WOODBURY Woodbury High School students are sending a sweet taste of home to two recent graduates who won't be with their families for the holidays.

Chocolate chip and sugar cookies baked by the school's Interact Club are on the way to Peter Lopez and Craig Marks Jr., both 19 and serving abroad with the Air Force.

Both are Class of 2012 members. Lopez is stationed in England, Marks in Turkey. Both enlisted not long after graduation.

"It's important that they know we appreciate the sacrifice they're making for our country," says club adviser and English teacher Maria Lario, a 13-year Woodbury High employee.

"Craig was a member of this club and worked on this project," adds Lario, 57, of Audubon.

I catch up with Lario, who was a newspaper colleague of mine in the 1990s, amid the amiable chaos of a food-preparation lab at the school.

Holiday hits jingle from a CD player as a dozen students mix, roll, and decorate, while others break eggs, shake little dispensers of jimmies, and slide trays in and out of the ovens.

Lario, herself an accomplished baker, keeps things moving; by afternoon's end, the group will have made and packed 27 dozen cookies.

"Every year, we try to send cookies to a service person someone in the school knows," she says. "One year, we sent them to the father of a student; another year it was the brother of a student.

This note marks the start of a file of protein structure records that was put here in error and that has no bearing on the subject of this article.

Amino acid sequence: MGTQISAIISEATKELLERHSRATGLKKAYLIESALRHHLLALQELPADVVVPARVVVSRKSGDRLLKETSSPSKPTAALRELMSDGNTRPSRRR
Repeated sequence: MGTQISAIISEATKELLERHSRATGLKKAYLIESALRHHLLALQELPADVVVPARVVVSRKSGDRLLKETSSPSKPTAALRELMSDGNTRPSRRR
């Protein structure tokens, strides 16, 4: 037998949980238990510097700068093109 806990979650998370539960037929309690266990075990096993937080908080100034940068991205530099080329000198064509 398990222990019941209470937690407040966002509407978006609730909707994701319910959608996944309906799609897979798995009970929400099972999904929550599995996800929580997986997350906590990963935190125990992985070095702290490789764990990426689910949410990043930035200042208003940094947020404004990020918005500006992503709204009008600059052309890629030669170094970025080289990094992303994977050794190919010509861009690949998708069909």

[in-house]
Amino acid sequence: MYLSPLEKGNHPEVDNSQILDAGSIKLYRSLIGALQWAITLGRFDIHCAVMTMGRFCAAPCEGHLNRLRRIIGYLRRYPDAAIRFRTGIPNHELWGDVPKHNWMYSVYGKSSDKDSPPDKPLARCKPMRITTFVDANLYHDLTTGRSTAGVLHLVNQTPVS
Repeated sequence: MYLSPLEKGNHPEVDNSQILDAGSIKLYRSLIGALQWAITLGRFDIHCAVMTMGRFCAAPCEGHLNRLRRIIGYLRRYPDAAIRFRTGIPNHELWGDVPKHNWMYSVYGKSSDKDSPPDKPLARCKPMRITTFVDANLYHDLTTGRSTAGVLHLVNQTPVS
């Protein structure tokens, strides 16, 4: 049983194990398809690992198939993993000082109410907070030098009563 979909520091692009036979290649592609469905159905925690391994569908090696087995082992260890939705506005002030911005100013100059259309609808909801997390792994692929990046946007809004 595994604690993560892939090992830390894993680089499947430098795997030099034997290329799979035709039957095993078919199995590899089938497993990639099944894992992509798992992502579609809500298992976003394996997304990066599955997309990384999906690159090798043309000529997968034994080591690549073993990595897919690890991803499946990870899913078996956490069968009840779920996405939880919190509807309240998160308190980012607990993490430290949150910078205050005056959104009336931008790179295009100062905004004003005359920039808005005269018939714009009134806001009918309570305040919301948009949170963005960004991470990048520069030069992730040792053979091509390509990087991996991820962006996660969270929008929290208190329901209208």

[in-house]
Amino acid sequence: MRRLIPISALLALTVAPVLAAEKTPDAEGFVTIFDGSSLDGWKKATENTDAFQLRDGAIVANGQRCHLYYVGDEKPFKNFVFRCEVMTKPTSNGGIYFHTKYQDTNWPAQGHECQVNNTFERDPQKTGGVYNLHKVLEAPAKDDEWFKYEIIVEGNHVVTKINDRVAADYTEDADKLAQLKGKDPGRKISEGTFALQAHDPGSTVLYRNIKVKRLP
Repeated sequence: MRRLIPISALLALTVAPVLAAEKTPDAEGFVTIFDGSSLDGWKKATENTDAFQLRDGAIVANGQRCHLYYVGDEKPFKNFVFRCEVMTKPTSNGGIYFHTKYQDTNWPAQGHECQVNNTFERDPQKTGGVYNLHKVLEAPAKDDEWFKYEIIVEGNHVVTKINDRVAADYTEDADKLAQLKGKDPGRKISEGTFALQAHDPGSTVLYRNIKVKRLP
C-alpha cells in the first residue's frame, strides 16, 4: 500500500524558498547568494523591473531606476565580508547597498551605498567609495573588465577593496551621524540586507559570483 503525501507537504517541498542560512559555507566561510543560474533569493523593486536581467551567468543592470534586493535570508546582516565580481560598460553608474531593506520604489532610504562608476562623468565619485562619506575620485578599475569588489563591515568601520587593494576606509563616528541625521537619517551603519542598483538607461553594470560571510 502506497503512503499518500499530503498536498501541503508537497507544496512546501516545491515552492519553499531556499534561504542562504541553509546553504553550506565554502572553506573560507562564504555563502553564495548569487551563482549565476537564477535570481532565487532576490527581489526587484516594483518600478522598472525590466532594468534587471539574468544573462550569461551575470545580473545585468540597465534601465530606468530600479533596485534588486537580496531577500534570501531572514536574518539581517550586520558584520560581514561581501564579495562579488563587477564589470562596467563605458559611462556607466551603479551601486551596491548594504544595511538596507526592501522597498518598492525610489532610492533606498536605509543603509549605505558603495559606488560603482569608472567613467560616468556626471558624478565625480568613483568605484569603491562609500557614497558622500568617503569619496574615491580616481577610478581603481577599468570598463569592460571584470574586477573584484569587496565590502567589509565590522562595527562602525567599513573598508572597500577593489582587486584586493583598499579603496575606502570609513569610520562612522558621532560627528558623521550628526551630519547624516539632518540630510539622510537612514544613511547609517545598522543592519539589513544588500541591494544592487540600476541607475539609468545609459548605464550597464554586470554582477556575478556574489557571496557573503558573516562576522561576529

"In the last couple of years, we didn't know a serviceman, so the cookies were picked up by USO and distributed to soldiers at Philadelphia International Airport."

Many of the students are especially jazzed because they know Lopez and Marks.

"I was pretty good friends with both of them, especially Peter," says Tijesunimi Oni, 17, a senior. "We're letting them know someone's thinking about them."

Oni also is president of Interact, which is supported by the Rotary Woodbury Lunch Club. "It's all about helping the community," Rotary past president Jack Magee tells me by phone.

The 25 Interact students also collect stuffed bears for a West Chester University program, and present a "prom" at a Woodbury nursing home every year, he adds.

Back in the kitchen, the pace is high-energy, the cookie aroma enticing. Make that intoxicating: My resolve not to nibble is crumbling.

"It's nice to be sending them to people we know," says Brock Juliano, 17, a senior.

"I have an uncle who just got back from Afghanistan," says Tori Lugiano, 16. "They're over there fighting for us."

Like Lugiano, Kayla MacDonald, 15; Alicia Vennell, 16; and several other students say family members are veterans or on active duty.

"It's great that people still remember and still care" about the two young airmen, says Lopez's father, Luis Rios.

"We have a really small community here. Everybody knows everyone," says Rios, 39, a state corrections officer.

"This will be his first time away for Christmas, and right now, I'm saying it's going to be OK. But it will be tough."

Marks' father, Craig Sr., says his son's absence will be felt - on both sides of the Atlantic.

"We tell him to keep his head up," says the elder Marks, a truck driver who's 42. "He'll be home soon.

"It's a lot easier for him, knowing that people in his hometown are thinking about him."

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